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Search Terms. During that time, the newcomers often use social media to share their own referral codes with friends and contacts, bringing more people into the group chat and into the investment scheme. Instead, when new people join, the person who recruited them gets a percentage of the new funds, and the cycle continues, paying out to earlier participants from each round of newer investors. Some members work especially hard to bring in new funds, posting tutorial videos and pictures of themselves holding large amounts of money as enticements to join the scam.
Some scammers go for straight-up deception. Other scams are based on impressing potential victims with jargon or claims of specialized knowledge. The Global Trading scammers claimed they took advantage of price differences on various cryptocurrency exchanges to profit from what is called arbitrage — simply buying cheaply and selling at higher prices. With returns looking like that, who could blame people for sharing the scheme with their friends and family on social media?
Once a scheme has started, it stays alive — at least for a while — through social media. One person gets taken in by the promise of big returns on cryptocurrency investments and spreads the word to friends and family members. Sometimes big names get involved. Videos of Justin Timberlake and Christopher Walken were deceptively edited so they appeared to praise iCenter, too. Many initial coin offerings have turned out to be scams , with organizers engaging in cunning plots, even renting fake offices and creating fancy-looking marketing materials.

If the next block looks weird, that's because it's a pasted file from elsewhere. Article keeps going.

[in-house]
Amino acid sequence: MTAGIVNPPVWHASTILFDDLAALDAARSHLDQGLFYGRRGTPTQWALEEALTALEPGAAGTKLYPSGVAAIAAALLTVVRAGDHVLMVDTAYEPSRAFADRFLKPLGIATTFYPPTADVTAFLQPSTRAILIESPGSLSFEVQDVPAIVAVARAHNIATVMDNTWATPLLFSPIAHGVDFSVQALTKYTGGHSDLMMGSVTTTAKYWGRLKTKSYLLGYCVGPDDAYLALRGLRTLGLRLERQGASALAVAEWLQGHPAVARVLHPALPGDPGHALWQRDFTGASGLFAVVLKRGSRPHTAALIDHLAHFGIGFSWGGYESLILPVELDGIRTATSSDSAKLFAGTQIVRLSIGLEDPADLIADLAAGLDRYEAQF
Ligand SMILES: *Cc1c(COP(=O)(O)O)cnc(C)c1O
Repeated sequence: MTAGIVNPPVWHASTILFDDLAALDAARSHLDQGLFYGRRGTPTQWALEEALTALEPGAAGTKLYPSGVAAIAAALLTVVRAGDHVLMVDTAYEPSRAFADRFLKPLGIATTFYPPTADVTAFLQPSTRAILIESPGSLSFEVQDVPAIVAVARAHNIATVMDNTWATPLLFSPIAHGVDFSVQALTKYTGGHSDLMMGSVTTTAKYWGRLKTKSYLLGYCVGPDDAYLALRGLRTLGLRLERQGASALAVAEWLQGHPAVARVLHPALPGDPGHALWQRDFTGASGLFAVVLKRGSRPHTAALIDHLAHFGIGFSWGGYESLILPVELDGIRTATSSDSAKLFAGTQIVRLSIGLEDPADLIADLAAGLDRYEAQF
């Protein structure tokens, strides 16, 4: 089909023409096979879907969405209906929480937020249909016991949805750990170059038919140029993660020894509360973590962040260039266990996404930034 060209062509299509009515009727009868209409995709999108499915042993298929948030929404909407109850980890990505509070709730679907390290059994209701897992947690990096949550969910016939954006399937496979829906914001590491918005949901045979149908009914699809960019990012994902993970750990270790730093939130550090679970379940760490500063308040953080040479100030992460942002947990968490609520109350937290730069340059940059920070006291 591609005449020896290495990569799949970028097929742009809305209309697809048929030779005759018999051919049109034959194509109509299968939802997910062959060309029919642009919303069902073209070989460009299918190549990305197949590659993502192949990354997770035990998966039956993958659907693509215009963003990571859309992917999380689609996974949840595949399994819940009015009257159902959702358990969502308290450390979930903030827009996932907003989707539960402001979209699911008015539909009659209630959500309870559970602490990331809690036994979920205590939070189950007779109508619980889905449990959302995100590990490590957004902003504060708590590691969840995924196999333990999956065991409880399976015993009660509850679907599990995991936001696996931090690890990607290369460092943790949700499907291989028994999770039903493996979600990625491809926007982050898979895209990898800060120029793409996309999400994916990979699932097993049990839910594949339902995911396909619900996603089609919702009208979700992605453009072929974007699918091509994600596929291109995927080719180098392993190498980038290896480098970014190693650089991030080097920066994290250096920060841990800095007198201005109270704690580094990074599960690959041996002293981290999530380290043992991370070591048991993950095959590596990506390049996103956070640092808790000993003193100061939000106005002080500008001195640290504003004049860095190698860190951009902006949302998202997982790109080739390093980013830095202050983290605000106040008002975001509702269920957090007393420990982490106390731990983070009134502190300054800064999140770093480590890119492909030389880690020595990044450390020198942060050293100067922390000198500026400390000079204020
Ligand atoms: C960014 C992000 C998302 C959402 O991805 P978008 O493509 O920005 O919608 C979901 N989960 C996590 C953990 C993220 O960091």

In , a lot of hype and media coverage about cryptocurrencies fed a huge wave of initial coin offering fraud. Investors looking for returns in a new technology sector are still interested in blockchains and cryptocurrencies — but should beware that they are complex systems that are new even to those who are selling them. Newcomers and relative experts alike have fallen prey to scams.
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Cryptocurrency crime had a record-breaking year in , with a new report finding scammers took $14 billion worth of crypto last year. Within the context of the cryptocurrency industry, phishing scams target information pertaining to online wallets. Specifically, scammers are interested in. Scams are common online and cryptocurrency exchanges are no different. Read about four common cryptocurrency scams and how you can recognize and avoid them.